def Person.species  
  "Homo Sapien"
end

Person.name #=> "Person"  

As in the matz example earlier, we are defining the species method on Person's metaclass. We have not manipulated self, but you can see using def with an object attaches the method to the object's metaclass.

class Person  
  def self.species
    "Homo Sapien"
  end

  self.name #=> "Person"
end  

Here, we have opened the Person class, setting the self to Person for the duration of the block, as in the example above. However, we are defining a method on Person's metaclass here, since we're defining the method on an object (self). Also, you can see that self.name while inside the person class is identical to Person.name while outside it.

class << Person  
  def species
    "Homo Sapien"
  end

  self.name #=> ""
end  

Ruby provides a syntax for accessing an object's metaclass directly. By doing class << Person, we are setting self to Person's metaclass for the duration of the block. As a result, the species method is added to Person's metaclass, rather than the class itself.

class Person  
  class << self
    def species
      "Homo Sapien"
    end

    self.name #=> ""
  end
end  

Here, we combine several of the techniques. First, we open Person, making self equal to the Person class. Next, we do class << self, making self equal to Person's metaclass. When we then define the species method, it is defined on Person's metaclass.

Person.instance_eval do  
  def species
    "Homo Sapien"
  end

  self.name #=> "Person"
end  

The last case, instanceeval, actually does something interesting. It breaks apart the self into the self that is used to execute methods and the self that is used when new methods are defined. When instanceeval is used, new methods are defined on the metaclass, but the self is the object itself.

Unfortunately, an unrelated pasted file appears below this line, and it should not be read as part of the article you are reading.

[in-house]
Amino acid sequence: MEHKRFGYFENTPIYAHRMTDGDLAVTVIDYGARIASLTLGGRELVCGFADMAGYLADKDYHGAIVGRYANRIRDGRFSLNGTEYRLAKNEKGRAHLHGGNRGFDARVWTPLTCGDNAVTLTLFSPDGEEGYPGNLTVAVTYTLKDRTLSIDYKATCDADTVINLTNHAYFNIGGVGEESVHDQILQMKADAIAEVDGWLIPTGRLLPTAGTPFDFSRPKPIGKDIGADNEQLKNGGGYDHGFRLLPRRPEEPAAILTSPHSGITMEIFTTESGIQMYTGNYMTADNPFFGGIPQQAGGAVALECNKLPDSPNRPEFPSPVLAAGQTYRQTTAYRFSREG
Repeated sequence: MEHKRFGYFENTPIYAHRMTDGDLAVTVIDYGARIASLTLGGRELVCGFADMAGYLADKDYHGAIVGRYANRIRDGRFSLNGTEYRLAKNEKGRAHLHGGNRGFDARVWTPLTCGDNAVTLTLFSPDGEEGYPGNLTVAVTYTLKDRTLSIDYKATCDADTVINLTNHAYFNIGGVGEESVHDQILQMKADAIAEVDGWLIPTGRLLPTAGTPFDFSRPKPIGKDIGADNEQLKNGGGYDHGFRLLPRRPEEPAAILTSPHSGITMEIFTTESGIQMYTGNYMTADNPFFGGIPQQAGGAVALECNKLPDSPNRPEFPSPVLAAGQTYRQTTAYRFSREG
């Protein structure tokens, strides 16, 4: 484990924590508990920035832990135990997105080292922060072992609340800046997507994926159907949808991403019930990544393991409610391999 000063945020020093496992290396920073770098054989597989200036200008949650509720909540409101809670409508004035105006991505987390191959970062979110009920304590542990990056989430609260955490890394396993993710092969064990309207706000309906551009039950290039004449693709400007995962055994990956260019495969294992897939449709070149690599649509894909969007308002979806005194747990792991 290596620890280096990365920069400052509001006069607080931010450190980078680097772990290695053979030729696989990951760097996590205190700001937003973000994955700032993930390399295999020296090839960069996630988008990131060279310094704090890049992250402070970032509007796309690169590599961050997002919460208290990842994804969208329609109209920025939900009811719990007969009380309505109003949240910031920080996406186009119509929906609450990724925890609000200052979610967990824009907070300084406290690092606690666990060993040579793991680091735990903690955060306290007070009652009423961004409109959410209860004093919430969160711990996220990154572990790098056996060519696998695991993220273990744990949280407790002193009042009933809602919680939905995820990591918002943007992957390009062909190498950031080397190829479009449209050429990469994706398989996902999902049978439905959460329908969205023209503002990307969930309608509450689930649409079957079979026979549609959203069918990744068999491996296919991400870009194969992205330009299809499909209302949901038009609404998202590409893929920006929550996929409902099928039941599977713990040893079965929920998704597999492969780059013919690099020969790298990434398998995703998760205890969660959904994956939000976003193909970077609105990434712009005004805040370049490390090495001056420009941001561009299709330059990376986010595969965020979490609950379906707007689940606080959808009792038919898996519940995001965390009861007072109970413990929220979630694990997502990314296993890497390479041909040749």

In some of these cases, the multiple ways to achieve the same thing arise naturally out of Ruby's semantics. After this explanation, it should be clear that def Person.species, class << Person; def species, and class Person; class << self; def species aren't three ways to achieve the same thing by design, but that they arise out of Ruby's flexibility with regard to specifying what self is at any given point in your program.

On the other hand, class_eval is slightly different. Because it take a block, rather than act as a keyword, it captures the local variables surrounding it. This can provide powerful DSL capabilities, in addition to controlling the self used in a code block. But other than that, they are exactly identical to the other constructs used here.

Finally, instance_eval breaks apart the self into two parts, while also giving you access to local variables defined outside of it.

In the following table, defines a new scope means that code inside the block does not have access to local variables outside of the block.

mechanismmethod resolutionmethod definitionnew scope?
class PersonPersonsameyes
class << PersonPerson's metaclasssameyes
Person.class_evalPersonsameno
Person.instance_evalPersonPerson's metaclassno

Also note that classeval is only available to Modules (note that Class inherits from Module) and is an alias for moduleeval. Additionally, instanceexec, which was added to Ruby in 1.8.7, works exactly like instanceeval, except that it also allows you to send variables into the block.

UPDATE: Thank you to Yugui of the Ruby core team for correcting the original post, which ignored the fact that self is broken into two in the case of instance_eval.